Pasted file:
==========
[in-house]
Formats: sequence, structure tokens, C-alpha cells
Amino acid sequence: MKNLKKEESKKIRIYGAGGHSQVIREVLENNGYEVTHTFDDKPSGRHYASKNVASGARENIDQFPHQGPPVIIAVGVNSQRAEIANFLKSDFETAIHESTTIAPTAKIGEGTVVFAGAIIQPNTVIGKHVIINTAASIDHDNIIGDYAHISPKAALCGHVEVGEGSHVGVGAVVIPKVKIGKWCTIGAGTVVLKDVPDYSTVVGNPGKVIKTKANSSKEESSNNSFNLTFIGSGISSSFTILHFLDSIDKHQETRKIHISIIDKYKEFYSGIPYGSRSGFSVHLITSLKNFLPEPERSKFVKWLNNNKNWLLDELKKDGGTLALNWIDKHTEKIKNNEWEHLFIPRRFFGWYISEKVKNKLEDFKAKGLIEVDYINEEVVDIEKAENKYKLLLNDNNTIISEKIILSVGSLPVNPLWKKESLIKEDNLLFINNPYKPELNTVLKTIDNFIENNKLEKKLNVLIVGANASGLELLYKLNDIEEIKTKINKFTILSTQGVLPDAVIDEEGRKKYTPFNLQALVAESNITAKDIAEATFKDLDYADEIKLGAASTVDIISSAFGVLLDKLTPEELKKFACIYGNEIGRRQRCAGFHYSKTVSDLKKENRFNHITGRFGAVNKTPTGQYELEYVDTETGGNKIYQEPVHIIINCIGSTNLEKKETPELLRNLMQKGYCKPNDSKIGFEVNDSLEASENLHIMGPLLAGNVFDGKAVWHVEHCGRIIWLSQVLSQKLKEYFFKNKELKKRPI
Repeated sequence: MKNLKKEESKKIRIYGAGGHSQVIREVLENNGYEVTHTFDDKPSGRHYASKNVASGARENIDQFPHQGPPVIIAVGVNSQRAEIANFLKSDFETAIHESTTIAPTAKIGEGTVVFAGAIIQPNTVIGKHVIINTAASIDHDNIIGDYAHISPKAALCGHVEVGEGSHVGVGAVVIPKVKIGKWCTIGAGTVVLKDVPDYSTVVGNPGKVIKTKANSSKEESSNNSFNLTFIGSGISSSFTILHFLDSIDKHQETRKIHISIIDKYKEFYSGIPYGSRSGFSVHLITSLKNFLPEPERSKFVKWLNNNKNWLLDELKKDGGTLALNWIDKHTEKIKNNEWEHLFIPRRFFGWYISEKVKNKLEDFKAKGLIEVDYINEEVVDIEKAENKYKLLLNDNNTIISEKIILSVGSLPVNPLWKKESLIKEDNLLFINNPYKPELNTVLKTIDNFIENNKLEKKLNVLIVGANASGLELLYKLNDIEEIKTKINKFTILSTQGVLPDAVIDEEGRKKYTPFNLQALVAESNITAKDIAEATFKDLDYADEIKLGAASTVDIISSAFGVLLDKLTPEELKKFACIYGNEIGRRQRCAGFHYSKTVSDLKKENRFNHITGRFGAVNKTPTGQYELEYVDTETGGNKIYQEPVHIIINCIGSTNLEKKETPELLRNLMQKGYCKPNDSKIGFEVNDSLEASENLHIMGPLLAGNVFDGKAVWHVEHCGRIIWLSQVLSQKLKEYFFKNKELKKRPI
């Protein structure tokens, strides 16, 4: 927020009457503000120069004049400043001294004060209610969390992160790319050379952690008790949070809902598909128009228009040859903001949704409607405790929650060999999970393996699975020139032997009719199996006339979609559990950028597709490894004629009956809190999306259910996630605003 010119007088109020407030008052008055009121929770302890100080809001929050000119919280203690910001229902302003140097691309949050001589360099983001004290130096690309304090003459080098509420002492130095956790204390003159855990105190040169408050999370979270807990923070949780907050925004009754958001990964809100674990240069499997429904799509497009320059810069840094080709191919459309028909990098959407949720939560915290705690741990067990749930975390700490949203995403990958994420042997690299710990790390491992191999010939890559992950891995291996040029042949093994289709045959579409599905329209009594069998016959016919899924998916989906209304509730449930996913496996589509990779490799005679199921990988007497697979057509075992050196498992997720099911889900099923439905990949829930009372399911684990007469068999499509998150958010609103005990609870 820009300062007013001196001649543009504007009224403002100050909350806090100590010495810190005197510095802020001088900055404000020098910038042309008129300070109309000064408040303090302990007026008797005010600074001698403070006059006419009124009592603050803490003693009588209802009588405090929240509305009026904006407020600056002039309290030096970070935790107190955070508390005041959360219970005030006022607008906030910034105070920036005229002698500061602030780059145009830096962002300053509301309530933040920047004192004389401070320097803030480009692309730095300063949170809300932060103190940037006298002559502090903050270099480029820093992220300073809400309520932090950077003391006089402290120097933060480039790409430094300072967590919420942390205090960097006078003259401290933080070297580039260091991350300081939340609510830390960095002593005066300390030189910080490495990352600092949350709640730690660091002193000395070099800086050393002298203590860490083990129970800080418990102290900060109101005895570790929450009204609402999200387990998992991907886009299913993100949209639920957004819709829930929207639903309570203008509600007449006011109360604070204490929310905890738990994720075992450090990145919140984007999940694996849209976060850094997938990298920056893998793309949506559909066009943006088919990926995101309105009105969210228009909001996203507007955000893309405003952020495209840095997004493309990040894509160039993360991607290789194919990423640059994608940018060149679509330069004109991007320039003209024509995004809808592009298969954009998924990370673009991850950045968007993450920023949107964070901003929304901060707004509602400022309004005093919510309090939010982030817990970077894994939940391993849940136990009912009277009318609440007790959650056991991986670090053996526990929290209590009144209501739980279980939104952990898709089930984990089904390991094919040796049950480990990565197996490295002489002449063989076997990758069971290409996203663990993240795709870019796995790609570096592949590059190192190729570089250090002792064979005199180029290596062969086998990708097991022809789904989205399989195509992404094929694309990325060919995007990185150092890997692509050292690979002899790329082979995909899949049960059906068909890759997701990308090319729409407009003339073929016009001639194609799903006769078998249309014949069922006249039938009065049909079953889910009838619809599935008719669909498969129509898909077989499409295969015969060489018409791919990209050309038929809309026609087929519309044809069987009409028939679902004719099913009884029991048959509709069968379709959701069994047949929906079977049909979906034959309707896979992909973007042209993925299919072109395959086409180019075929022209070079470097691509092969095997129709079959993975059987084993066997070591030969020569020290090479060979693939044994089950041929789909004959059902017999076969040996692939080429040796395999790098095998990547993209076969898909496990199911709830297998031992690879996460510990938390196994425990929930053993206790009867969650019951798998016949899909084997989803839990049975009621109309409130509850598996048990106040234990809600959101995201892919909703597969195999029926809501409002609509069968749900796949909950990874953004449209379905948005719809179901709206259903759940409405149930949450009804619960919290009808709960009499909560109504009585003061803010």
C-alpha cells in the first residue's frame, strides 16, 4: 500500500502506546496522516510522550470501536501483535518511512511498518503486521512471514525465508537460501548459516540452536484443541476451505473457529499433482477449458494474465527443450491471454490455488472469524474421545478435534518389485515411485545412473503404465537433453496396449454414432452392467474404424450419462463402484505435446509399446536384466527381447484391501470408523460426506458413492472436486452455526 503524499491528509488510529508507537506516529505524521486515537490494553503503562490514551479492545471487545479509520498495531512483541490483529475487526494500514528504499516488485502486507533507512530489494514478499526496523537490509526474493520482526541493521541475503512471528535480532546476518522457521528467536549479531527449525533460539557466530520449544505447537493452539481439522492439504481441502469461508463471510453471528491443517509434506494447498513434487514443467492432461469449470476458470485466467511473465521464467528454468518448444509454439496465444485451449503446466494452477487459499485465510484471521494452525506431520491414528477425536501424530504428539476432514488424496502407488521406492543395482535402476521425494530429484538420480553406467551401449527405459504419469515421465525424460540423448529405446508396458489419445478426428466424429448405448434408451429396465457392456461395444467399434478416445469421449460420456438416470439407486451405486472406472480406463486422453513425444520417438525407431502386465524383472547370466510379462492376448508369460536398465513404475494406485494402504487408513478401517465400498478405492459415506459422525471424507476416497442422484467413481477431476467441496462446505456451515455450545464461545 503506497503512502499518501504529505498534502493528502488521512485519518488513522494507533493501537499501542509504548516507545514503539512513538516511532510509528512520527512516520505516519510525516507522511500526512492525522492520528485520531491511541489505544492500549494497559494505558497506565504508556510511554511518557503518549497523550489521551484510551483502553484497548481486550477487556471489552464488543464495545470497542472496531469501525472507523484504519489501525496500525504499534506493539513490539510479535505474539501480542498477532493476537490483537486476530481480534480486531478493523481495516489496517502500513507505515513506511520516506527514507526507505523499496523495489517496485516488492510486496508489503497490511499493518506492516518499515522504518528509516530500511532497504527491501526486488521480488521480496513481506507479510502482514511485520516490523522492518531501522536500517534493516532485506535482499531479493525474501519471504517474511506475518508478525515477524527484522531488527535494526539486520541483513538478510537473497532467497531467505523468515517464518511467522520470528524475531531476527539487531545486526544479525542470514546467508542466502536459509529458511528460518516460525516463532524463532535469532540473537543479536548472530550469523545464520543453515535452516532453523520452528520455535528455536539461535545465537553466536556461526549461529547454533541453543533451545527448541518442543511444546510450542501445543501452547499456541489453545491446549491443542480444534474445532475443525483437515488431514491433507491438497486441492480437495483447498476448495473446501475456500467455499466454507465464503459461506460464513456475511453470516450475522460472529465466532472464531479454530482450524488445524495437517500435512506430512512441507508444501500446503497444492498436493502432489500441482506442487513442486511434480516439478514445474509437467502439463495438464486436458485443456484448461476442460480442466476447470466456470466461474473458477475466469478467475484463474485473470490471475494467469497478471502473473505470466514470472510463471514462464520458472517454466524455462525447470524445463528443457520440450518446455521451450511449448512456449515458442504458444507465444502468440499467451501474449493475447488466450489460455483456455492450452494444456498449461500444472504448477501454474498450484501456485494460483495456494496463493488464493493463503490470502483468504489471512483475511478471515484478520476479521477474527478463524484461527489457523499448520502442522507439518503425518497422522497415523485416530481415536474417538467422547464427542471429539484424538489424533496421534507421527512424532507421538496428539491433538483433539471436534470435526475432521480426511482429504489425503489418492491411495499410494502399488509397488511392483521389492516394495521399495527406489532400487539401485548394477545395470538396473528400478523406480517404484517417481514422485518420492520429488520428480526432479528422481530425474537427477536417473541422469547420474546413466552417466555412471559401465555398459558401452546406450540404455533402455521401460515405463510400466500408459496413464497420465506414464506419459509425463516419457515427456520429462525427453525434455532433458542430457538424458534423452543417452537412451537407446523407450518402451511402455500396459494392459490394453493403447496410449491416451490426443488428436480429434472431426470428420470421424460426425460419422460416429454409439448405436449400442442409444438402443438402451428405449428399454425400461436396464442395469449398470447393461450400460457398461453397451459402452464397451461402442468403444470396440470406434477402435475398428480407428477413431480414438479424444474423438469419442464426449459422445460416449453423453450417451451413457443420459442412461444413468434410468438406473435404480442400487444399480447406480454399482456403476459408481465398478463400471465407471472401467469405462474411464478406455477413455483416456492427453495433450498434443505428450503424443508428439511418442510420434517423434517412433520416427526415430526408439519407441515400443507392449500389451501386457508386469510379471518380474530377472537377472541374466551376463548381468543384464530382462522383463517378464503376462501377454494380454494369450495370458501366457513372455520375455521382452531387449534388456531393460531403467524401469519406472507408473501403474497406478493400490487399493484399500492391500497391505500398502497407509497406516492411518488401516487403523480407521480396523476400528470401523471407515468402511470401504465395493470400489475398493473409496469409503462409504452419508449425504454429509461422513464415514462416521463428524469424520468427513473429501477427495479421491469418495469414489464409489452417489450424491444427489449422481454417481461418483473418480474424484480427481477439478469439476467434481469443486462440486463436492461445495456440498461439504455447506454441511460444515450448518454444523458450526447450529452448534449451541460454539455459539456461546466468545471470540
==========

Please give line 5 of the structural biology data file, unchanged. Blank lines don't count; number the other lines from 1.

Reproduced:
């Protein structure tokens, strides 16, 4: 927020009457503000120069004049400043001294004060209610969390992160790319050379952690008790949070809902598909128009228009040859903001949704409607405790929650060999999970393996699975020139032997009719199996006339979609559990950028597709490894004629009956809190999306259910996630605003 010119007088109020407030008052008055009121929770302890100080809001929050000119919280203690910001229902302003140097691309949050001589360099983001004290130096690309304090003459080098509420002492130095956790204390003159855990105190040169408050999370979270807990923070949780907050925004009754958001990964809100674990240069499997429904799509497009320059810069840094080709191919459309028909990098959407949720939560915290705690741990067990749930975390700490949203995403990958994420042997690299710990790390491992191999010939890559992950891995291996040029042949093994289709045959579409599905329209009594069998016959016919899924998916989906209304509730449930996913496996589509990779490799005679199921990988007497697979057509075992050196498992997720099911889900099923439905990949829930009372399911684990007469068999499509998150958010609103005990609870 820009300062007013001196001649543009504007009224403002100050909350806090100590010495810190005197510095802020001088900055404000020098910038042309008129300070109309000064408040303090302990007026008797005010600074001698403070006059006419009124009592603050803490003693009588209802009588405090929240509305009026904006407020600056002039309290030096970070935790107190955070508390005041959360219970005030006022607008906030910034105070920036005229002698500061602030780059145009830096962002300053509301309530933040920047004192004389401070320097803030480009692309730095300063949170809300932060103190940037006298002559502090903050270099480029820093992220300073809400309520932090950077003391006089402290120097933060480039790409430094300072967590919420942390205090960097006078003259401290933080070297580039260091991350300081939340609510830390960095002593005066300390030189910080490495990352600092949350709640730690660091002193000395070099800086050393002298203590860490083990129970800080418990102290900060109101005895570790929450009204609402999200387990998992991907886009299913993100949209639920957004819709829930929207639903309570203008509600007449006011109360604070204490929310905890738990994720075992450090990145919140984007999940694996849209976060850094997938990298920056893998793309949506559909066009943006088919990926995101309105009105969210228009909001996203507007955000893309405003952020495209840095997004493309990040894509160039993360991607290789194919990423640059994608940018060149679509330069004109991007320039003209024509995004809808592009298969954009998924990370673009991850950045968007993450920023949107964070901003929304901060707004509602400022309004005093919510309090939010982030817990970077894994939940391993849940136990009912009277009318609440007790959650056991991986670090053996526990929290209590009144209501739980279980939104952990898709089930984990089904390991094919040796049950480990990565197996490295002489002449063989076997990758069971290409996203663990993240795709870019796995790609570096592949590059190192190729570089250090002792064979005199180029290596062969086998990708097991022809789904989205399989195509992404094929694309990325060919995007990185150092890997692509050292690979002899790329082979995909899949049960059906068909890759997701990308090319729409407009003339073929016009001639194609799903006769078998249309014949069922006249039938009065049909079953889910009838619809599935008719669909498969129509898909077989499409295969015969060489018409791919990209050309038929809309026609087929519309044809069987009409028939679902004719099913009884029991048959509709069968379709959701069994047949929906079977049909979906034959309707896979992909973007042209993925299919072109395959086409180019075929022209070079470097691509092969095997129709079959993975059987084993066997070591030969020569020290090479060979693939044994089950041929789909004959059902017999076969040996692939080429040796395999790098095998990547993209076969898909496990199911709830297998031992690879996460510990938390196994425990929930053993206790009867969650019951798998016949899909084997989803839990049975009621109309409130509850598996048990106040234990809600959101995201892919909703597969195999029926809501409002609509069968749900796949909950990874953004449209379905948005719809179901709206259903759940409405149930949450009804619960919290009808709960009499909560109504009585003061803010």